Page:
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To ask the Secretary of State for Environment, Food and Rural Affairs what the 'outstanding issues' were which were found by the review of the Programme for the Endorsement of Forest Certification scheme which caused the probation period to be extended.
The outstanding issues relate to the decision making process for forest management standard setting as adopted by the national schemes that have been endorsed by the Programme for the Endorsement of Forest Certification (PEFC). The PEFC Council's new requirement for standard setting is that
"The formal approval of standards shall be based on evidence of consensus".
An initial examination of some of the national schemes showed that the various national decision making processes were not identical. Subsequent information supplied by the schemes indicated that the processes adopted may nevertheless result in compliance with the PEFC Council requirements but the situation was not at all clear-cut and called for more examination.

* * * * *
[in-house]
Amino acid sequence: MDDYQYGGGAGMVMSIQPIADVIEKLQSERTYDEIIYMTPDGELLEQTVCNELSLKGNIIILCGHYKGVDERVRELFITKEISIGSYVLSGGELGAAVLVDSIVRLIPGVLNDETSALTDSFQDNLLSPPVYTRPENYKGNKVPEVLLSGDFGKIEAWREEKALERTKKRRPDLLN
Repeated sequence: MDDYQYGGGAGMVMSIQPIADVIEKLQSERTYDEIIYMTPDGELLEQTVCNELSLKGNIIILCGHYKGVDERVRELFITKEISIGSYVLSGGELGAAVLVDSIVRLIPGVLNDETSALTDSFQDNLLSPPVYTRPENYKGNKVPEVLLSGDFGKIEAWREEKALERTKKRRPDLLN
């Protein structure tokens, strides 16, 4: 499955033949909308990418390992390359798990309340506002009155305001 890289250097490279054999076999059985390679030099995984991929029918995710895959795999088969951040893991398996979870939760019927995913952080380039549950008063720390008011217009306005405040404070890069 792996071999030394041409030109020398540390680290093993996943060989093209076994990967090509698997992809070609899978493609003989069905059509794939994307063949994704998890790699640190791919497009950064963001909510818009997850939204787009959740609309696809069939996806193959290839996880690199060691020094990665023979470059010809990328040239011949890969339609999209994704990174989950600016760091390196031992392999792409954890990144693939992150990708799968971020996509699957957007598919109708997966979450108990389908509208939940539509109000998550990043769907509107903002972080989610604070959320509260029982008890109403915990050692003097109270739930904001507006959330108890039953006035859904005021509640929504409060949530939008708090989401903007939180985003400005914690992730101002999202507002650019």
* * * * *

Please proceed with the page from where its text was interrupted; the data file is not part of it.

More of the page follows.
Another factor considered was the impending review of all the forest certification schemes assessed by CPET in 2004. The Government has decided that this review will, in addition to examining published scheme requirements, consider evidence of failure to adopt scheme system requirements. A decision now on PEFC's probationary status may be overturned following the review. That would create significant confusion in the market place and loss of credibility for the CPET assessment process.
The UK Government was mindful of the implications any ill judged decision would have on all the stakeholders involved and was anxious to be as objective and fair as possible. Consequently, the decision was to postpone making a decision on PEFC's probationary status until after the review of schemes scheduled for late spring 2006.